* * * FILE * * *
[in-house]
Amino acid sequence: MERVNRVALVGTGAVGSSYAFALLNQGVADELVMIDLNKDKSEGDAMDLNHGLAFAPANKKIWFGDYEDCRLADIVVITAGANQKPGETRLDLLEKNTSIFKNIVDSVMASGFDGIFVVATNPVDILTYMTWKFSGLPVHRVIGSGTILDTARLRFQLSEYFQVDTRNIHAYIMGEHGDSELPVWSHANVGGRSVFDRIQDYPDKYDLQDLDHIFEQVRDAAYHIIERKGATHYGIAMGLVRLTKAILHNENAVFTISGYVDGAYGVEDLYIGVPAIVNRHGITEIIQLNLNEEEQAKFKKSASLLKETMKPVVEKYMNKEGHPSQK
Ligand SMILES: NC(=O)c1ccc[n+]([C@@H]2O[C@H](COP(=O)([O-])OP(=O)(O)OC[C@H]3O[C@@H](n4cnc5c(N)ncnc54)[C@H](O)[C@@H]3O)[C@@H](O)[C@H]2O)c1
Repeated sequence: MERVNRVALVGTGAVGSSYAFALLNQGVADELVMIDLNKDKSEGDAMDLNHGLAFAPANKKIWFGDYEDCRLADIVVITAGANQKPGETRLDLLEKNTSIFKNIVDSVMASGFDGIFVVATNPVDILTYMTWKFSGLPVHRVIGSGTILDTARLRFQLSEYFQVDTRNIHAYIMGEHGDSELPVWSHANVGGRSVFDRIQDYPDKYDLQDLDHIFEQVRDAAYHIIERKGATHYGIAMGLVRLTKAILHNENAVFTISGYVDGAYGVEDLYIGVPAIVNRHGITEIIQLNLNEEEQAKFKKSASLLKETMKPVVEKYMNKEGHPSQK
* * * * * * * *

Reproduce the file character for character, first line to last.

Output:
[in-house]
Amino acid sequence: MERVNRVALVGTGAVGSSYAFALLNQGVADELVMIDLNKDKSEGDAMDLNHGLAFAPANKKIWFGDYEDCRLADIVVITAGANQKPGETRLDLLEKNTSIFKNIVDSVMASGFDGIFVVATNPVDILTYMTWKFSGLPVHRVIGSGTILDTARLRFQLSEYFQVDTRNIHAYIMGEHGDSELPVWSHANVGGRSVFDRIQDYPDKYDLQDLDHIFEQVRDAAYHIIERKGATHYGIAMGLVRLTKAILHNENAVFTISGYVDGAYGVEDLYIGVPAIVNRHGITEIIQLNLNEEEQAKFKKSASLLKETMKPVVEKYMNKEGHPSQK
Ligand SMILES: NC(=O)c1ccc[n+]([C@@H]2O[C@H](COP(=O)([O-])OP(=O)(O)OC[C@H]3O[C@@H](n4cnc5c(N)ncnc54)[C@H](O)[C@@H]3O)[C@@H](O)[C@H]2O)c1
Repeated sequence: MERVNRVALVGTGAVGSSYAFALLNQGVADELVMIDLNKDKSEGDAMDLNHGLAFAPANKKIWFGDYEDCRLADIVVITAGANQKPGETRLDLLEKNTSIFKNIVDSVMASGFDGIFVVATNPVDILTYMTWKFSGLPVHRVIGSGTILDTARLRFQLSEYFQVDTRNIHAYIMGEHGDSELPVWSHANVGGRSVFDRIQDYPDKYDLQDLDHIFEQVRDAAYHIIERKGATHYGIAMGLVRLTKAILHNENAVFTISGYVDGAYGVEDLYIGVPAIVNRHGITEIIQLNLNEEEQAKFKKSASLLKETMKPVVEKYMNKEGHPSQK